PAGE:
Password managers enable consumers to use unique passwords for every site. A password manager works by creating a secure vault where the consumer can store all their passwords to various online sites while protecting the vault with a long and secure master password. With a password manager, the consumer can create unique, strong passwords for every site and then only needs to remember their long master password. Password managers come with handy browser plugins or mobile apps which populate the stored passwords into various sites and apps when needed. Lastpass, Dashlane, and Keeper Security deliver some of the most popular and well-reviewed password managers.

5. Add Multi-factor Authentication (MFA)

Adding multi-factor authentication (MFA) is one of the best ways for consumers to take their cybersecurity to another level. MFA works by prompting the consumer to authenticate with multiple methods. Most commonly, the consumer will supply something they know, like their password, along with something they have, such as a one-time password generated on a previously authenticated mobile device.

This two-step process makes it virtually impossible for cybercriminals to improperly access your account since even if they have stolen your password, they will lack the one-time passcode generated by your mobile device. MFA has been very common in the business world and commercial SaaS applications. Online banks and brokerage accounts have long offered consumers MFA options. Now, these options are showing up on all kinds of sites, including consumer SaaS applications, mobile apps, and e-commerce sites.

6. Upgrade Your Home Network

After two years of a pandemic and remote work, most household networks are due for an upgrade. Today, our home networks carry all manner of traffic, from streaming Netflix to Zoom calls with your boss. Unfortunately, most home-based routers and Wi-Fi gateways are insecure and inadequate. Too often, home network devices are deployed with default passwords and many security features disabled. What’s more, home networking devices often will get long in the tooth and never see a firmware update.

The solution is a new generation of home networking devices that address many of these cybersecurity deficiencies. Vendors such as Palo Alto Networks with its Okyo Garde solution or the new line of Linksys devices fortified with Fortinet security address many of these cybersecurity challenges. These new-generation devices are automatically updated from the cloud, block a wide range of threats including fraudulent websites and phishing attempts, and give households and parents fine-grained parental control features to regulate Internet use in the home. Just like with businesses, consumers can raise the bar on cybersecurity by employing layers of defense. Upgraded home networks are a great place to start.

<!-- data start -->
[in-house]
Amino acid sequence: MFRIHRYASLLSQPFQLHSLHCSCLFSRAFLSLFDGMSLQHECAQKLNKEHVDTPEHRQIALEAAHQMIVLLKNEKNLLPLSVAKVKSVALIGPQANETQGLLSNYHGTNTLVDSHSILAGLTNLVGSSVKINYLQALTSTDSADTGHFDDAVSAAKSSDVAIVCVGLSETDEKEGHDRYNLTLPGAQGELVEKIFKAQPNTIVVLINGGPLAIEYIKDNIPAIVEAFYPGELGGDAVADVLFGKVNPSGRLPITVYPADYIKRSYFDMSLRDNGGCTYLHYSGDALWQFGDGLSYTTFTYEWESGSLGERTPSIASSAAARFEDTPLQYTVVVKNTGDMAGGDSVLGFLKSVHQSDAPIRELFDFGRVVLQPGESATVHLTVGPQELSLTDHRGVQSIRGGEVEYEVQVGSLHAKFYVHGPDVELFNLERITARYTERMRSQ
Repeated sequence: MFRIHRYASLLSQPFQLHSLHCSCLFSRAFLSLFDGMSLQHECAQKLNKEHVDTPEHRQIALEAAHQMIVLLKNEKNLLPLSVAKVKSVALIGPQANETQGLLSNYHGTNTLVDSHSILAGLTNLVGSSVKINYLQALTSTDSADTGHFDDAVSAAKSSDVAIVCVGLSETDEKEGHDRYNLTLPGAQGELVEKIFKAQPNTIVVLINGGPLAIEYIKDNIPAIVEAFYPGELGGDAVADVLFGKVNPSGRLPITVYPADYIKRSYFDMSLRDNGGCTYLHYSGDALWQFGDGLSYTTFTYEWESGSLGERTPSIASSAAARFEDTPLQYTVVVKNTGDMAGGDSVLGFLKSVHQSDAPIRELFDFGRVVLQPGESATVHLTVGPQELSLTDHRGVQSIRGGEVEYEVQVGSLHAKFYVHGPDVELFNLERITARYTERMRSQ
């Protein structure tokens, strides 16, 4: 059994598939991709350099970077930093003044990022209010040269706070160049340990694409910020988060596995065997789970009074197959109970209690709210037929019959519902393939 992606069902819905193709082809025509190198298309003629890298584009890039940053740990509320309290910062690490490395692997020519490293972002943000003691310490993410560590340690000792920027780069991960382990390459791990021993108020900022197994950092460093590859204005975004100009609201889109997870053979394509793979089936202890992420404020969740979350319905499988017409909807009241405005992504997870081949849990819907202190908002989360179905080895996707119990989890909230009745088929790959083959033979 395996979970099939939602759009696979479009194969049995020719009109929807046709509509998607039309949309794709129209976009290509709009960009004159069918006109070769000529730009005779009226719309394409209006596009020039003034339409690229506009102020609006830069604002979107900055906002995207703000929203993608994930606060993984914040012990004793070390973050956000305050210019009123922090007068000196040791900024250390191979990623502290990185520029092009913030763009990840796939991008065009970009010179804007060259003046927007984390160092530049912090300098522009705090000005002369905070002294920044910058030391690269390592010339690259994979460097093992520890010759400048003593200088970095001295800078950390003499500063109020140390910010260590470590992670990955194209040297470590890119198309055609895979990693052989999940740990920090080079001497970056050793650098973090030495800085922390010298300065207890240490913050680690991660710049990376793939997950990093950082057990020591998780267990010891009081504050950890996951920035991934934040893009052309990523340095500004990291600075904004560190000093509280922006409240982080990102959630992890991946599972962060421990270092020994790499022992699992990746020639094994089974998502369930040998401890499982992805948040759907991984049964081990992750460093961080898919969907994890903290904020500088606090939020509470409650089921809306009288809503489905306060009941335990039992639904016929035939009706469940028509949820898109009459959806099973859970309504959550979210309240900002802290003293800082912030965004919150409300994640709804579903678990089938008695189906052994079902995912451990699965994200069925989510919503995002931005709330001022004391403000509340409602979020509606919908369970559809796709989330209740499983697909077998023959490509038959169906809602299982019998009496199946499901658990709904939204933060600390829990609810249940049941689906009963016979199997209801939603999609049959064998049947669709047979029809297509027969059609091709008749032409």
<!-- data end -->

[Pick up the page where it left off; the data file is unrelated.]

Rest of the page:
7. Consider a Credit Monitoring Service

Lastly, consumers should consider adding a credit monitoring service. These services address a wide range of challenges, from password, credential, or identity theft to the basics of credit monitoring. Services like Credit Karma or LifeLock monitor the Dark Web to alert their customers to stolen emails or passwords while giving real-time visibility to new account creations that can signal identity theft attempts.

Pro Tip: AAA member they can activate a free credit monitoring service from Experian included with their subscription from AAA: https://www.aaa.com/experianidtheft/

While it is obvious that it makes sense to monitor your credit score, today consumers need to go to the next level and keep an eye out for the many ways cybercriminals look to exploit stolen information or digital consumer identities.

At Dropsuite, we arm MSPs with a cloud software platform to easily backup, recover and protect their important business information. We work tirelessly with the MSP community to raise consumer and business awareness of various cybersecurity threats, along with the best practices to help protect and defend their clients.